Alex Rodriguez and the PR Game

andy millerCorrespondent IFebruary 10, 2009

I have to admit I was a little surprised to hear Arod was a steroid abuser. He is such a great athlete, and he makes it look so effortless. And I have to admit I was a little surprised for him to go on TV, admit what he did, and try to move forward.

But, with Arod, you know he is being coached and told what to say. And all he said yesterday was from a Yankees perspective. Basically, the person I was with the Rangers was a steroid abuser, but Arod the Yankee does nothing but play baseball and, as Newman would say, head up to Westchester every Tuesday to "do charity for the blind in my spare time for the Lighthouse."
He wants us to believe that Arod the Ranger did steroids between 2001-2003, but when he want to the Yankees, coming off an MVP season he decided to stop using steroids because he got hurt in spring training?

Don't guys turn to performance enhancing drugs because of injuries? And I am sure he did feel pressure trying to justify the $250 million he was making in Texas, but I think everyone would agree that is nothing compared to the pressure he must feel playing for the Yankees.

Look, I am not here to bury Arod. He did steroids, which makes him one of a million baseball players who did it, including players on my favorite team, your favorite team, and every team. I get the feeling that like Barry Bonds, he would have been a damn good player with or without the steroids. I hate the Yankees as much, if not more than anyone on this planet.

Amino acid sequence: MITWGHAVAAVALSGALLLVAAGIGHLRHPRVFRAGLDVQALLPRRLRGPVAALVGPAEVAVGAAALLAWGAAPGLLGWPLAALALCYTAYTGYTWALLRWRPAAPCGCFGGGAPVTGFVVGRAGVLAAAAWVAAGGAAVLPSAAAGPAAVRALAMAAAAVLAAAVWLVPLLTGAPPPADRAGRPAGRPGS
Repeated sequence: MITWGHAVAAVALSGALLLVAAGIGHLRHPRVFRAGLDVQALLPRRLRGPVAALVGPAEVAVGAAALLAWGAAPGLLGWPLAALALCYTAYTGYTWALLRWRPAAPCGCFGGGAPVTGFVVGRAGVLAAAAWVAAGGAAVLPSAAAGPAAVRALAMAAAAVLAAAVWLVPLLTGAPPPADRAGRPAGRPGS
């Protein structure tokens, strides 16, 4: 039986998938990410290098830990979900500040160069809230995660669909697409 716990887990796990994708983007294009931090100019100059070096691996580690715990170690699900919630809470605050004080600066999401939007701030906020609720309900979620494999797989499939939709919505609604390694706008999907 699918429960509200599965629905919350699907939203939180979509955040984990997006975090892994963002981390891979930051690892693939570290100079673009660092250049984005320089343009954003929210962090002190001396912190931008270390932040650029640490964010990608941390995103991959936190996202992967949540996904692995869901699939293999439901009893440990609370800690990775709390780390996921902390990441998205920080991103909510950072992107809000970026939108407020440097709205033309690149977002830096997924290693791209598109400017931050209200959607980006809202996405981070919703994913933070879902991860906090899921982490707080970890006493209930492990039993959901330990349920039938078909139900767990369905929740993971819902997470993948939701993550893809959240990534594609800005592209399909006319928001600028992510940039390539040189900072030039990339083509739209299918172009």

But this is not about that. But when someone gets caught doing something, the oldest trick in the book is to say, OK, I may have done X, but I did not do Y and Z.

He is trying to distance Arod the Ranger from Arod the Yankee, and I am sorry, I do not buy it. In my humble opinion, there is no way someone who experienced the kind of success, wealth, and fame Arod did from 2001-2003 decides to stop what he was doing because he wanted to do the right thing.

People seem to forgive when the guilty party is willing to come forward and accept the blame. I give Arod credit for doing that here (although his slandering of reporter Selena Roberts is appalling). However, it is more PR-101 from the David Acevada of the sports world.

People are willing to give guys like Pettite and Arod the benefit of the doubt because they came forward (not on their own, mind you) and because, unlike Barry Bonds, their entire body did not morph right before our Topps cards.